Oxyfast may worsen the following conditions:
Do not consume alcohol while using opioids such as Oxyfast. Drinking alcohol may worsen side effects associated with Oxyfast, such as respiratory depression.
Oxyfast can be habit-forming, especially if you take it for a long time. Taking large doses of Oxyfast, or using this opioid for a long time, increases the risk for physical dependence and addiction.
Elderly people may be more sensitive to the effects of Oxyfast. Your healthcare provider may start you on a lower dose and then increase the strength according to how well it controls your pain.
Oxyfast often causes constipation because of the way it affects smooth muscle organs such as the intestines. Drink six to eight full glasses of water each day to soften stools to make it easier to have a bowel movement. Speak with your doctor or nutritionist to discuss ways to relieve constipation, including an increase in dietary fiber intake, which regulates the digestive system in a way that reduces constipation.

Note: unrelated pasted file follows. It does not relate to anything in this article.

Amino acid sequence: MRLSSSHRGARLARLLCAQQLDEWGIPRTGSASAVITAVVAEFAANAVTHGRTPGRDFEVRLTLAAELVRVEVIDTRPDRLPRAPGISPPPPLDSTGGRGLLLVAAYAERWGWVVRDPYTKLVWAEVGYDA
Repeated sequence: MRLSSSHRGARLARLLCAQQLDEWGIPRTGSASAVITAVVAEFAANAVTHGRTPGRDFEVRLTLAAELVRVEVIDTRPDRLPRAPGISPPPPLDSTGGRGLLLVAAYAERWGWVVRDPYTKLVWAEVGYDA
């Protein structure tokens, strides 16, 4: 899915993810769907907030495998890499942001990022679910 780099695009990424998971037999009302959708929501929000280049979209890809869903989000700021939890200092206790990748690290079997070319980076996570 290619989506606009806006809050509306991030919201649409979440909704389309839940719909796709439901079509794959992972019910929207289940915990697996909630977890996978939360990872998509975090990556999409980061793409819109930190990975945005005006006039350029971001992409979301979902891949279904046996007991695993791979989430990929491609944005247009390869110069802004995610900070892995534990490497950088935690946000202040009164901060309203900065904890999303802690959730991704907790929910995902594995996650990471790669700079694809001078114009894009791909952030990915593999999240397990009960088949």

Read More About Oxyfast Precautions
Respiratory depression is the primary hazard common to all opioids, including Oxyfast. Respiratory depression occurs most frequently in elderly or debilitated patients, usually following high initial doses of Oxyfast, or in conjunction with other medications that depress breathing. Patients with pre-existing breathing problems should exercise caution when using Oxyfast. Do not take Oxyfast while you are having an asthma attack or trouble breathing.
Oxyfast may cause extreme low blood pressure, as can all opioids, especially in individuals who suffer blood pressure problems associated with low blood volume or who take anti-hypertension medication. Oxyfast may cause orthostatic hypotension, or blood pressure that drops when the individual stands up.
Do not take Oxyfast if you have ever had the bowel obstruction known as paralytic ileus. Do not take this medicine if you are suffering from severe diarrhea associated with antibiotic use, a condition doctors call pseudomembranous colitis.
The oxycodone in Oxyfast may cause spasm of the sphincter of Oddi and should be used with caution in patients with biliary tract disease, including acute pancreatitis. Opioids like oxycodone may cause increases in liver enzymes, especially the serum amylase level.